Last week I wrote about stigma against fat people in general, but this week I want to talk about a more disturbing trend, namely stigma against fat children. I have a theory that the diet industry sought to get into the untapped market of men and children (With children, it's the ingrained fat=bad message they will take with them to adulthood.) With billions of more dollars at stake, why not have propaganda and fear campaigns? (like OH MY GOD, ALL FAT CHILDREN EVENTUALLY DIE!)
It's not surprising that with this pressure to be thin or else eating disorders have risen.
As obesity in the United States rises, it is little wonder the overall perception about body image is going in the opposite direction. It is estimated that 10 percent of females between the ages of 10 and 20 struggles with bulimia, and 4 percent of women in college have the eating disorder, according to information released by Insight Behavioral Health Centers in Chicago.
A new anti-obesity program in Minnesota is putting pressure not only to become thin but to blame fat parents for encouraging their children to become fat. One of the ads features a fat woman shopping. As she puts food into her cart that looks like she's eating like a college freshman, her young daughter does the same. After all if you are fat, you obviously only eat junk food. And if you are thin you never eat junk food. (Of course in the real world, you fill your cart with healthy foods, while your kids fill their cart with junk food.)
I do not fucking eat chocolate cereal and buckets of ice cream. Here is what I actually do: Pretty much every morning before work I walk 1.1 miles uphill to a coffee shop, which is across the street from the organic co-op where I do all my grocery shopping. I eat normal, human amounts of unprocessed, fresh, largely local foods.
Once upon a time that cart looked like mine. "Really?" The fat haters might say "She's admitting it! She eats like that woman in the ad!" Actually that looked very much like my cart in my dieting/binge days. When on the diet, the cart would be filled with vegetables, fruits, diet soda and weight watchers meals. Off the diet, chips, ice cream, diet soda and weight watchers meals.
Now my cart is of a person of normal eating, a mixture of all food groups, including OMFG, one bag of cookies. Your see Trader Joe's makes these awesome gluten free cookies. There are 14 in the bag. Which means I eat two cookies a day. OOOHHHHHH Every once in a while I buy ice cream (OMFG again).
I don't have a daughter who I can be a bad influence on with my bag of cookies but I have a niece who lives with me. If anything, none of my eating habits effect her. The whole local food thing my husband and I rant about so much bores her and she calls lectures on healthy eating a "Narc fest". The one thing I'm grateful for is I was off dieting before my niece got to her self-conscious age and I got her to accept people of all sizes. I'm happy to say she sometimes got self-conscious but it never got bad AND she doesn't judge people on anything but their character.
Had I still been dieting I worried that I might have made my niece self conscious or made her believed fat can be fixed with dieting. The ad talks about how fat parents are to blame, it doesn't talk about the encouragement of eating disorders.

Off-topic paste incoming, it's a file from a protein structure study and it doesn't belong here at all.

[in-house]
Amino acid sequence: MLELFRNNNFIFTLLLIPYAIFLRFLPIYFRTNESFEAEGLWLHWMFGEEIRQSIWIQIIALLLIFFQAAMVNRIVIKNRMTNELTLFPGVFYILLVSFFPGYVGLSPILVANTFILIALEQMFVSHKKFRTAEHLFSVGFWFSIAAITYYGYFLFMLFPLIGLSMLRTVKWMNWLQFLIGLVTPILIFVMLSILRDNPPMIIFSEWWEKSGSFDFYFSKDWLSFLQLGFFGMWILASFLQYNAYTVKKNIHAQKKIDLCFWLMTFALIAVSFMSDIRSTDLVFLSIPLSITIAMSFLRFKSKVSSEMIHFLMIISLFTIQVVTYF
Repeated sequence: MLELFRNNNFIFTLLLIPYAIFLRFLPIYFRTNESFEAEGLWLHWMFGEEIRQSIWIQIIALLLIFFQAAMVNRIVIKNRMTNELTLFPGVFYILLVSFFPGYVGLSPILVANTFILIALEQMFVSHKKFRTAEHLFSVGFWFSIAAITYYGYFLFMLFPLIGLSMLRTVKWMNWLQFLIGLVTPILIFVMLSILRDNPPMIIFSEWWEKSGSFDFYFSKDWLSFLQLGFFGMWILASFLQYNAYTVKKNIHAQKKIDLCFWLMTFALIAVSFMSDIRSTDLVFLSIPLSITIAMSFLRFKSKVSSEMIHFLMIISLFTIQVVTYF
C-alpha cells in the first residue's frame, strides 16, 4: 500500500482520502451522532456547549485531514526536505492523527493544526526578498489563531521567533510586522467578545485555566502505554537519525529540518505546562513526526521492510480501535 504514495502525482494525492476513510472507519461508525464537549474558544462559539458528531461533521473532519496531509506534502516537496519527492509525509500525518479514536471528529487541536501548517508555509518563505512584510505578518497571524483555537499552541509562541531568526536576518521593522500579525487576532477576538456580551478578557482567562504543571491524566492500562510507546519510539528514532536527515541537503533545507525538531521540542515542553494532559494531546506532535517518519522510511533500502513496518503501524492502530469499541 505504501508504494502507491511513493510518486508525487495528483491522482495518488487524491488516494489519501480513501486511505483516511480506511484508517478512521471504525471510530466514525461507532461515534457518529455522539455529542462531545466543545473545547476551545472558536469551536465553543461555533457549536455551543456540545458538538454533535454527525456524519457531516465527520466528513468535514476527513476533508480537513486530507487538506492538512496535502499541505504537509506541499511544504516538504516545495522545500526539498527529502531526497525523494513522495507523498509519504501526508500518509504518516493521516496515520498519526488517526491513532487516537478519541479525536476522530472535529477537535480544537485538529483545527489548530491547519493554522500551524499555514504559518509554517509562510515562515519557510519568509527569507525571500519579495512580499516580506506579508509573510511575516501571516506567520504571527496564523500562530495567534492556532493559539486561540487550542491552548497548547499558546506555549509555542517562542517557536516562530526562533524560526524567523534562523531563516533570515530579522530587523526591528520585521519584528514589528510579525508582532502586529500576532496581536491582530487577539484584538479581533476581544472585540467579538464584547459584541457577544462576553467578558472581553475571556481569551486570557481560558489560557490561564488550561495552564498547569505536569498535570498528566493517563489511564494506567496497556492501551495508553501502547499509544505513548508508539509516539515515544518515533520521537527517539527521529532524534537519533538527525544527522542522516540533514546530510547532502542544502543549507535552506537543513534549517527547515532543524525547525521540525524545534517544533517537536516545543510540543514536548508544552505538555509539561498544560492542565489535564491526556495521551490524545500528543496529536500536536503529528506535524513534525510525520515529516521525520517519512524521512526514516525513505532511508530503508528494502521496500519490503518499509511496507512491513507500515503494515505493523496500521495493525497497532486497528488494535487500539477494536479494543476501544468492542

The tendency to undereat spins from a cycle that repeats itself in almost every female-to-female relationship, and everything from media to retail companies fuels the problem.
"You say, ‘I'm ugly, I'm fat,' and your friend says, ‘Oh no, you're pretty. I'm fat," McClanahan said. "You hear it from peers and from your parents, and the standard of beauty has gotten thinner and thinner. Now you see size double zero in stores. These negative standards have an effect on self-esteem.
This be thin at all costs is wreaking havoc on children who are being bullied not only by their peers but teachers and parents as well.
Students report that weight is among the most common reasons that their peers are bullied. In one national study, 84 percent of adolescent students surveyed saw overweight students being called names, being teased in a mean way, and teased during physical activities. Over two-thirds reported observing overweight and obese peers being excluded, ignored, avoided, teased in the cafeteria, and targeted by negative rumors. The majority of students observed verbal threats and physical threats.
While peers are the most common perpetrators, teachers and parents also contribute to stigmatizing obese and overweight children. Teachers, including physical education teachers, report lower expectations for overweight students compared to thinner students, endorse negative stereotypes or believe that overweight and obese children have family problems. Even at home, children may face critical and negative comments, with significant numbers of overweight and obese children reporting weight-related teasing and criticism from their parents.
Pressure the parents that they are bad if they let their kids have junk food, pressure the children that they are bad for being fat and you will see an epidemic of kids with low self esteem, body and food hatred, eating disorders. Perhaps even easily influenced by the next new diet plan.
There are better ways. First off we need to stop spreading the message fat=bad. When a fat kid does everything right but never gets into the thin ideal? What then? We need to accept that people, even children come in all shapes and sizes. We can encourage our children to be active, enjoy nutritious foods without worry and to accept their body.